Ford S-MAX (2015-2023) Review

The Ford S-Max is a seven-seat family car that’s an alternative to the many SUVs

Strengths & weaknesses

  • Spacious interior with seven independent seats
  • Wide range of diesel engines
  • Four-wheel drive is available
  • Only two Isofix points for child seats
  • Some safety equipment is a cost-option
  • No petrol or hybrid engines
Ford S-MAX prices from £14,151.
Finance from £392.90 / month.

Ford S-Max prices from £14,151   Finance from £392.90 per month

There is nothing more frustrating that piling into the family car and feeling the tension descend, as children jostle for space, kick the back of mum and dad’s seats and everything rolls around on the floor because there’s nowhere to store anything.

If that scene sounds familiar, the chances are a car like the Ford S-Max could ride to the rescue and restore calm to every journey. This type of car is known as a people carrier, or MPV (multi-purpose vehicle) and the S-Max is one of the most spacious and practical going.

This second-generation version, introduced in early 2015, and facelifted in October 2018, built on the successful formula of the first-generation S-Max, which was something of a revelation.

It’s a fine car, but faces a host of talented rivals including the BMW 2 Series Grand Tourer, Citroen Grand C4 SpaceTourer, Volkswagen, Sharan, Seat Alhambra, and Vauxhall Zafira Tourer. But which is most deserving of a family’s hard-earned money?

When it comes to the space race, the interior of the S-Max delivers in spades. Adults will be perfectly at home in either the first or second row of seats, with plenty of head and legroom for even the tallest individuals. The third row is a bit tighter, and probably best reserved for kids, but adults shouldn’t mind squeezing in for a short trip.

Versatility is another key quality of people carriers and again the S-Max has it covered: all five back seats can be folded down individually, while if you drop the lot you have enough storage space to rival a van, making the S-Max a versatile workhorse.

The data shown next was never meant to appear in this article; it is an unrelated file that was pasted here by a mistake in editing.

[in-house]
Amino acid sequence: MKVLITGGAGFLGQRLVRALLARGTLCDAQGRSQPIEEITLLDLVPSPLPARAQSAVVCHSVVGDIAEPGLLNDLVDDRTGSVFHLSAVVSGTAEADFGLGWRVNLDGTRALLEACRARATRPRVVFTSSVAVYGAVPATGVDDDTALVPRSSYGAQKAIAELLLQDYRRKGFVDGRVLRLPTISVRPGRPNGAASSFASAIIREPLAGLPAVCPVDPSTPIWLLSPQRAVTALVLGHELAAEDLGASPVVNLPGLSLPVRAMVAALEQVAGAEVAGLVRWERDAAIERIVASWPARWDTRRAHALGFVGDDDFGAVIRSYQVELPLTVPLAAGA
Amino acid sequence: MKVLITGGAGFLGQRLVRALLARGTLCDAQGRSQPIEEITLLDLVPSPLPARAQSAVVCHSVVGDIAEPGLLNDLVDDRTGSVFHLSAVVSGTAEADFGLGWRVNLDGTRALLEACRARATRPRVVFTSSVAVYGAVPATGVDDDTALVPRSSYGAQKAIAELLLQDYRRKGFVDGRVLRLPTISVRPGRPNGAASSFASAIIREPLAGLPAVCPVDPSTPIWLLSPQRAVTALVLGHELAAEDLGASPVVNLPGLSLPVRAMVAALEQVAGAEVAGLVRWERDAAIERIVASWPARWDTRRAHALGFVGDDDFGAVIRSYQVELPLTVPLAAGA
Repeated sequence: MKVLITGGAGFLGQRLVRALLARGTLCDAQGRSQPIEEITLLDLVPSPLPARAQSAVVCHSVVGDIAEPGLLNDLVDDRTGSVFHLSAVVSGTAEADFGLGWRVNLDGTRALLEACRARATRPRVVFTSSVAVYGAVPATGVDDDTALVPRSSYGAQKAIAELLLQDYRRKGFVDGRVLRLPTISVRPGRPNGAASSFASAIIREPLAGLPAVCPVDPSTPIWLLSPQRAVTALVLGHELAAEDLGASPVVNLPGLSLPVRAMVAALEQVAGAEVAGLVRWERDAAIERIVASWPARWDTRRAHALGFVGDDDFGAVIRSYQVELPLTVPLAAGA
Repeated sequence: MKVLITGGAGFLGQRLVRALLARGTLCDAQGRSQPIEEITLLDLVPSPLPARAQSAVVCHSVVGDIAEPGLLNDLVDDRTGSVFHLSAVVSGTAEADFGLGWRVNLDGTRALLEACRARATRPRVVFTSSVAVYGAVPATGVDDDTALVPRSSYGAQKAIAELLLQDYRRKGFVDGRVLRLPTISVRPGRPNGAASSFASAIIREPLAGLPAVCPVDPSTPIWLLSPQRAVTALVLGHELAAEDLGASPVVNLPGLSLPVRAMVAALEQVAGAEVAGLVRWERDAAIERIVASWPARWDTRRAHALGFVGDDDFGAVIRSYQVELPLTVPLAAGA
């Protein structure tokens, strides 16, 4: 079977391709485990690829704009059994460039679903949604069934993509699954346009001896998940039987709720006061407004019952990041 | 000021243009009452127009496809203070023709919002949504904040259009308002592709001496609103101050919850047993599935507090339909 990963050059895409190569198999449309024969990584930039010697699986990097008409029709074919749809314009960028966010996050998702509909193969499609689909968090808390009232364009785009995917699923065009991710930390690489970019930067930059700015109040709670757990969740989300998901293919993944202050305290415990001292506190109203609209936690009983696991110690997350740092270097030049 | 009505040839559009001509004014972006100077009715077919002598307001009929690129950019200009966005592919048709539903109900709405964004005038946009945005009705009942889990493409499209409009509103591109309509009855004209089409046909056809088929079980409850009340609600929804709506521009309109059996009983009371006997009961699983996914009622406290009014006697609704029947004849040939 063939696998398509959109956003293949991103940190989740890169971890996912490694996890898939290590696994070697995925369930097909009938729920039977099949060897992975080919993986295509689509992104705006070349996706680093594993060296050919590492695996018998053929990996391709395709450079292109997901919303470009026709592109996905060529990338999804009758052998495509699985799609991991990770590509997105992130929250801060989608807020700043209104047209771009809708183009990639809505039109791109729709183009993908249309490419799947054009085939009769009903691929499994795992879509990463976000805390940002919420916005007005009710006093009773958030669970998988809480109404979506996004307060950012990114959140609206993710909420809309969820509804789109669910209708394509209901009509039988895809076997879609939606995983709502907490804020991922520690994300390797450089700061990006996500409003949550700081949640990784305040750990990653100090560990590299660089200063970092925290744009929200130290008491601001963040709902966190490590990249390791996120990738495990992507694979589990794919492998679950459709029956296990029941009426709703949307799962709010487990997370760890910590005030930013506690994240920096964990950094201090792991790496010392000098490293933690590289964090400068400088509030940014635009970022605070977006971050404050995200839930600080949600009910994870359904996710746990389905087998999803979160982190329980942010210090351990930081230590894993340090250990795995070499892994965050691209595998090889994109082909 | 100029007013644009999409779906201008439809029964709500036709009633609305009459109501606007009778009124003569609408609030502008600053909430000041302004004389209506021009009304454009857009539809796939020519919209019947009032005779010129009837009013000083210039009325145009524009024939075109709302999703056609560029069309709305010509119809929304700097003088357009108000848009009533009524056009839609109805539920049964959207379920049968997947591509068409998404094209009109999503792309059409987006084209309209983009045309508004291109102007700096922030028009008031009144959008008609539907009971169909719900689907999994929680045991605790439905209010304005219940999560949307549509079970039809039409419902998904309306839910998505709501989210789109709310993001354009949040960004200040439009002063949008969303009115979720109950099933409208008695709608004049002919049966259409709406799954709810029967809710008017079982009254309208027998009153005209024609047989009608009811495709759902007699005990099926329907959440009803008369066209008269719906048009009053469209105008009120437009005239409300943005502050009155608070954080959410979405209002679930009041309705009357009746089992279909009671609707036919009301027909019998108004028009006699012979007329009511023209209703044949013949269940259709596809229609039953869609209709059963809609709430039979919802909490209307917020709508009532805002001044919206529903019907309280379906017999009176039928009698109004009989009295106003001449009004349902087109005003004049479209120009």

We won’t try and kid you that the layout of the dashboard and feel of the fittings is anything other than functional. With this, second-generation of S-Max, it seemed as though Ford’s designers and engineers were on a tight budget and forced to cut a few corners when crafting the layout. Still, at least it’s clearly presented and the features are easy to operate.

There’s a relatively simple line-up of models, from £29,145, with just three trim levels – or versions – to pick from but there’s plenty of choice of engines, with turbocharged petrol and diesels, the option of an automatic transmission and front or four-wheel drive. For maximum luxury, check out the flagship Vignale model.

The S-Max protects its occupants well, boasting a five-star Euro NCAP safety rating and, as well as standard traction and electronic stability control. One slight downside is that the more advanced safety features, such as blind-spot warning and adaptive cruise control, are optional. Lane-keeping assistance is standard on the S-Max Titanium and above, but a £525 option on the entry-level S-Max Zetec.


Key facts

Warranty Three years/60,000 miles
Boot size 285 litres
Width 1,916mm
Length 4,796mm
Height 1,655mm
Tax (min to max) £110 to £225

Best Ford S-MAX for...

Best for Economy – Ford S-Max 2.0 EcoBlue 150 Zetec

As the S-Max is a large and relatively heavy car, don’t expect it to be especially frugal. However, the best performer is the 2.0-litre TDCI diesel with a manual gearbox and front-wheel drive, which returns around 60mpg and costs £110 a year to tax.

Best for Families – Ford S-Max 2.0 EcoBlue 150 Titanium

Over and above Zetec, the Titanium adds sat nav, automatic wipers and headlights, keyless entry and cruise control – all of which will make life easier. The mid-range 148bhp version of the 2-litre diesel engine provides useful extra oomph for motorway driving or when the car’s full of passengers and luggage.

Best for Performance – Ford S-Max 2.0 EcoBlue 240 ST-Line automatic

Frustrated mums and dads who wish they could drive something with a bit of get-up-and-go may want to check out the most powerful S-Max, which can sprint from 0-62mph 8.8 seconds. However, its high price and running costs make it a tough sell (see below).


March 2015 Second-generation Ford S-Max goes on sale in the UK
September 2015 Four-wheel drive now available as an option
September 2016 Top-spec Vignale version joins the range, with luxury-car levels of equipment
October 2018 Facelifted model introduced

Understanding Ford S-MAX names

Engine 2.0 TDCi 180 PS

Buyers have a choice of petrol (EcoBoost) or diesel (TDCi) power.

Trim Titanium Sport

The three S-Max versions are Zetec, Titanium and Titanium Sport.

Gearbox Powershift

‘Powershift’ is Ford’s name for its automatic transmission. The S-Max is also available with a regular six-speed manual gearbox.